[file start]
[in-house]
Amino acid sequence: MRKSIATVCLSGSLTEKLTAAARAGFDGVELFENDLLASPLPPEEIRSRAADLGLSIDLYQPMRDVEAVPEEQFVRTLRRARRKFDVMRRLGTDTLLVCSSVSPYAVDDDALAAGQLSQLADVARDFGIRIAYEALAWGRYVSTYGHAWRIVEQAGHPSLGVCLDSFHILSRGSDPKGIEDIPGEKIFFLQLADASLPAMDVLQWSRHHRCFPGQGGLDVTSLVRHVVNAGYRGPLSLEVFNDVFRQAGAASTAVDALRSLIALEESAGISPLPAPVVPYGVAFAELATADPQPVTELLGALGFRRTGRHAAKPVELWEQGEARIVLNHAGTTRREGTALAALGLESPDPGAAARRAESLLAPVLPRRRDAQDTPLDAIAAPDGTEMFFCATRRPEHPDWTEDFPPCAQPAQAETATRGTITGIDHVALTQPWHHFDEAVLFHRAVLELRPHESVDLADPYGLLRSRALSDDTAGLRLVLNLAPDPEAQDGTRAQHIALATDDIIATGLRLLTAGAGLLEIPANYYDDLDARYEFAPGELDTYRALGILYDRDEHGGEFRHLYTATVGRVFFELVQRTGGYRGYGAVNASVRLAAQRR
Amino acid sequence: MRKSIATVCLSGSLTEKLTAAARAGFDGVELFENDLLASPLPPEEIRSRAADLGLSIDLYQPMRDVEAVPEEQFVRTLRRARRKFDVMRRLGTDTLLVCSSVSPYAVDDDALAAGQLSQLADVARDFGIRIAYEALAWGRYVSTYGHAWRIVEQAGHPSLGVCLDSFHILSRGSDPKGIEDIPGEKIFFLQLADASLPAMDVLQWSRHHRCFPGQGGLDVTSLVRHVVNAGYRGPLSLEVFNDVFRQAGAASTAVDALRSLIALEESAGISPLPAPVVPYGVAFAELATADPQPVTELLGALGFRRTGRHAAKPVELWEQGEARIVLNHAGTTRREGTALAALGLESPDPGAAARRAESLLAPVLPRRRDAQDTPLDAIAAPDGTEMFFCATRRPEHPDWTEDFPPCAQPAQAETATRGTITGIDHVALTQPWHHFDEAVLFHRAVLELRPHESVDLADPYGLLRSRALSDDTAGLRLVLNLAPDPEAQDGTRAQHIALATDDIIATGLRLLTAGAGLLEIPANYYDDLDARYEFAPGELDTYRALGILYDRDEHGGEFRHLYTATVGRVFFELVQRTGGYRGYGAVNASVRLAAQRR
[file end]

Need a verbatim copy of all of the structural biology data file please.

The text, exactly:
[in-house]
Amino acid sequence: MRKSIATVCLSGSLTEKLTAAARAGFDGVELFENDLLASPLPPEEIRSRAADLGLSIDLYQPMRDVEAVPEEQFVRTLRRARRKFDVMRRLGTDTLLVCSSVSPYAVDDDALAAGQLSQLADVARDFGIRIAYEALAWGRYVSTYGHAWRIVEQAGHPSLGVCLDSFHILSRGSDPKGIEDIPGEKIFFLQLADASLPAMDVLQWSRHHRCFPGQGGLDVTSLVRHVVNAGYRGPLSLEVFNDVFRQAGAASTAVDALRSLIALEESAGISPLPAPVVPYGVAFAELATADPQPVTELLGALGFRRTGRHAAKPVELWEQGEARIVLNHAGTTRREGTALAALGLESPDPGAAARRAESLLAPVLPRRRDAQDTPLDAIAAPDGTEMFFCATRRPEHPDWTEDFPPCAQPAQAETATRGTITGIDHVALTQPWHHFDEAVLFHRAVLELRPHESVDLADPYGLLRSRALSDDTAGLRLVLNLAPDPEAQDGTRAQHIALATDDIIATGLRLLTAGAGLLEIPANYYDDLDARYEFAPGELDTYRALGILYDRDEHGGEFRHLYTATVGRVFFELVQRTGGYRGYGAVNASVRLAAQRR
Amino acid sequence: MRKSIATVCLSGSLTEKLTAAARAGFDGVELFENDLLASPLPPEEIRSRAADLGLSIDLYQPMRDVEAVPEEQFVRTLRRARRKFDVMRRLGTDTLLVCSSVSPYAVDDDALAAGQLSQLADVARDFGIRIAYEALAWGRYVSTYGHAWRIVEQAGHPSLGVCLDSFHILSRGSDPKGIEDIPGEKIFFLQLADASLPAMDVLQWSRHHRCFPGQGGLDVTSLVRHVVNAGYRGPLSLEVFNDVFRQAGAASTAVDALRSLIALEESAGISPLPAPVVPYGVAFAELATADPQPVTELLGALGFRRTGRHAAKPVELWEQGEARIVLNHAGTTRREGTALAALGLESPDPGAAARRAESLLAPVLPRRRDAQDTPLDAIAAPDGTEMFFCATRRPEHPDWTEDFPPCAQPAQAETATRGTITGIDHVALTQPWHHFDEAVLFHRAVLELRPHESVDLADPYGLLRSRALSDDTAGLRLVLNLAPDPEAQDGTRAQHIALATDDIIATGLRLLTAGAGLLEIPANYYDDLDARYEFAPGELDTYRALGILYDRDEHGGEFRHLYTATVGRVFFELVQRTGGYRGYGAVNASVRLAAQRR